Perhaps that more timely international cooperation could do better to save innocent people.
Stephanie Power covers a period from 1915 to 2001 with the increasing capacity of U.S. response to genocide. While in 1915, nothing could be done about the Turkish genocide in Armenia, the U.S. role increased constantly to the ones played at the end of the 20th century in Yugoslavia and with the role in Saddam's Iraq. Perhaps such examples can help develop preemptive action towards genocide that can be acted upon in the future.
4. Between 1939 and 1941, Germany had started the war in Europe with its attack on Poland, on September 1, 1939, preceded by a series of aggressive actions such as the remilitarization of the Rhineland and the annexation of Austria and Czechoslovakia. With Great Britain and France declaring war on Germany, armed conflict proceeded in Europe with the rapid German victories over Poland, Norway and Denmark, Benelux and France. In 1940, the battle for Britain began, with the British and German air forces disputing air supremacy. In 1941, the British had managed to resist German attacks and, in June 1941, the attack on the Soviet Union began, with the launch of operation Barbarossa.
On the other hand, in the Far East, Japan had turned into a militarist state and had created a puppet state in China called Manchuko. Their war with China raged on and the Japanese expansionist power was already beginning to alarm the U.S. leadership.
Looking at this brief description of issues that might have led the U.S. To enter the war, one can emphasize on the spread of totalitarian governance and, further more, of aggression acts throughout Europe and the Far East. The presence of Nazi Germany in Europe and the acts it embarked upon could only force the United States out of its isolation. On the other hand, the submarine war that had begun in the Atlantic was also affecting American economy. The danger that American could use its traditional commercial partners in Europe and that it would need to deal with Nazi Germany ensured that winning the war in Europe became a national priority (historians have estimated that if the same attention was awarded to the war in the Pacific, this could have been ended much quicker).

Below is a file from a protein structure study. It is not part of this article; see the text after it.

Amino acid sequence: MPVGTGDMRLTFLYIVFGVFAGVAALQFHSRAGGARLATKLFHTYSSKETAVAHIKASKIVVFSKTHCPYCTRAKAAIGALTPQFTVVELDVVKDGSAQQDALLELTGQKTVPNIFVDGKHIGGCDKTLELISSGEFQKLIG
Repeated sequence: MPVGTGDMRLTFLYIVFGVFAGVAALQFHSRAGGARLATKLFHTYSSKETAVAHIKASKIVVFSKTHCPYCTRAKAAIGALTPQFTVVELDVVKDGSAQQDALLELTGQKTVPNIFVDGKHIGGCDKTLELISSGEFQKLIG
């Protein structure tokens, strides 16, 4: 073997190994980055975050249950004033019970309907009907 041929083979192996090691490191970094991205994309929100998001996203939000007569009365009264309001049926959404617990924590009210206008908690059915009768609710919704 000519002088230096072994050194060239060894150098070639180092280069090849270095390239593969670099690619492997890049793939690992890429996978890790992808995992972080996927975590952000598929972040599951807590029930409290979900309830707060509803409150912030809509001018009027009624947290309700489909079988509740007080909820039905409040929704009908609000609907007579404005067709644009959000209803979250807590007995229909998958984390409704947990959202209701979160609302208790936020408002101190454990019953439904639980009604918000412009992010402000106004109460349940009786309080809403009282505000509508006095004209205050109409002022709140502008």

However, the direct action that caused America's adherence to the WWII was the Japanese attack on Pearl Harbor. With that moment, Japan declared war on the U.S., as well as Germany, which meant that the U.S. could now openly join its European partners in declaring war on Nazi Germany and militarist Japan.
5. Obviously, the main foreign policy event in Wilson's presidency terms was related to the American participation in World War I and the subsequent foreign policy issues that followed, including the Versailles Treaty.
While being able to keep the U.S. out of the European war from 1914 to 1917 and basing his reelection in 1916 mostly on the idea that he was the president who could keep the U.S. away from armed conflicts, Wilson declared the American entry in WWI in 1917. The main cause for this was deemed to be the unrestricted submarine warfare that the Germans had been using in the Atlantic and that included attacks on U.S. passengers ships, as the Lusitania. His declaration of war stipulated not only his commitment to defeating Germany, but also the desire to create a stable environment, a "war to end all wars" as he put it.
The Treaty of Versailles saw the creation of the League of Nations as the organization that would attempt to guarantee world peace. Wilson, however, could not convince the U.S. Senate to join the League of Nation, mainly because the Senate saw this as a limitation of U.S. right to declare war on other countries. Lack of support and U.S. non-adherence to the organization are possibly some of the low points of Wilson's foreign policy.
On the other hand, Wilson was also active in his attempts to establish solid democracies in Latin America and towards stabilizing these countries. U.S. interventions in Mexico, Nicaragua, Haiti or Panama marked the period of WWI as well.
Cushing, Lincoln. 1997. 1898-1998 Centennial of the Spanish - American War. On the Internet at http://www.zpub.com/cpp/saw.html.Last retrieved on August 16, 2007